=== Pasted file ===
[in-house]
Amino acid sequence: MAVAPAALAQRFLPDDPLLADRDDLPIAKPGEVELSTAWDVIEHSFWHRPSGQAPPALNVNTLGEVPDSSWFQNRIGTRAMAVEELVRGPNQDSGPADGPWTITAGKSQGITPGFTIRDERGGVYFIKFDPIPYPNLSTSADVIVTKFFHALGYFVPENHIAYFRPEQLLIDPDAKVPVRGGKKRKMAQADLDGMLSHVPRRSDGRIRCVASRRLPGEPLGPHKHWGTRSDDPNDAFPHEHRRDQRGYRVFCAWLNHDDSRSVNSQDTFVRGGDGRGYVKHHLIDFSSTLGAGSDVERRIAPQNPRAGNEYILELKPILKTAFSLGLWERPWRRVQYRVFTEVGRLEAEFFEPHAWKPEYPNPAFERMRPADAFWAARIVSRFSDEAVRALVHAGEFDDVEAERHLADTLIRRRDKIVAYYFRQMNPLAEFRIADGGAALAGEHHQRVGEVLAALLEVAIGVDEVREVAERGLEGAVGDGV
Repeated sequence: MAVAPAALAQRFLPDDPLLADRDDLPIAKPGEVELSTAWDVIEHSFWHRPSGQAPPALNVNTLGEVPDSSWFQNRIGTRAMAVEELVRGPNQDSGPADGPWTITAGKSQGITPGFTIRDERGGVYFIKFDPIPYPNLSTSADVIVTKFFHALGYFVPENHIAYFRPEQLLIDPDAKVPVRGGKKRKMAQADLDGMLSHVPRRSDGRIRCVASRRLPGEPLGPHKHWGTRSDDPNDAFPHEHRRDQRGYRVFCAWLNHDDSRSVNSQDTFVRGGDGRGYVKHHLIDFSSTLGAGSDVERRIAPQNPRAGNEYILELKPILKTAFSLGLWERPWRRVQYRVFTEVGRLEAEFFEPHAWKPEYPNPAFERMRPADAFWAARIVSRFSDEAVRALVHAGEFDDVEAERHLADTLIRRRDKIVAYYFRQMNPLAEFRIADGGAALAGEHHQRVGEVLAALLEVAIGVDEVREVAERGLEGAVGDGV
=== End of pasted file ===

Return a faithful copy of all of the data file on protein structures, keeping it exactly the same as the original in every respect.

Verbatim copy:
[in-house]
Amino acid sequence: MAVAPAALAQRFLPDDPLLADRDDLPIAKPGEVELSTAWDVIEHSFWHRPSGQAPPALNVNTLGEVPDSSWFQNRIGTRAMAVEELVRGPNQDSGPADGPWTITAGKSQGITPGFTIRDERGGVYFIKFDPIPYPNLSTSADVIVTKFFHALGYFVPENHIAYFRPEQLLIDPDAKVPVRGGKKRKMAQADLDGMLSHVPRRSDGRIRCVASRRLPGEPLGPHKHWGTRSDDPNDAFPHEHRRDQRGYRVFCAWLNHDDSRSVNSQDTFVRGGDGRGYVKHHLIDFSSTLGAGSDVERRIAPQNPRAGNEYILELKPILKTAFSLGLWERPWRRVQYRVFTEVGRLEAEFFEPHAWKPEYPNPAFERMRPADAFWAARIVSRFSDEAVRALVHAGEFDDVEAERHLADTLIRRRDKIVAYYFRQMNPLAEFRIADGGAALAGEHHQRVGEVLAALLEVAIGVDEVREVAERGLEGAVGDGV
Repeated sequence: MAVAPAALAQRFLPDDPLLADRDDLPIAKPGEVELSTAWDVIEHSFWHRPSGQAPPALNVNTLGEVPDSSWFQNRIGTRAMAVEELVRGPNQDSGPADGPWTITAGKSQGITPGFTIRDERGGVYFIKFDPIPYPNLSTSADVIVTKFFHALGYFVPENHIAYFRPEQLLIDPDAKVPVRGGKKRKMAQADLDGMLSHVPRRSDGRIRCVASRRLPGEPLGPHKHWGTRSDDPNDAFPHEHRRDQRGYRVFCAWLNHDDSRSVNSQDTFVRGGDGRGYVKHHLIDFSSTLGAGSDVERRIAPQNPRAGNEYILELKPILKTAFSLGLWERPWRRVQYRVFTEVGRLEAEFFEPHAWKPEYPNPAFERMRPADAFWAARIVSRFSDEAVRALVHAGEFDDVEAERHLADTLIRRRDKIVAYYFRQMNPLAEFRIADGGAALAGEHHQRVGEVLAALLEVAIGVDEVREVAERGLEGAVGDGV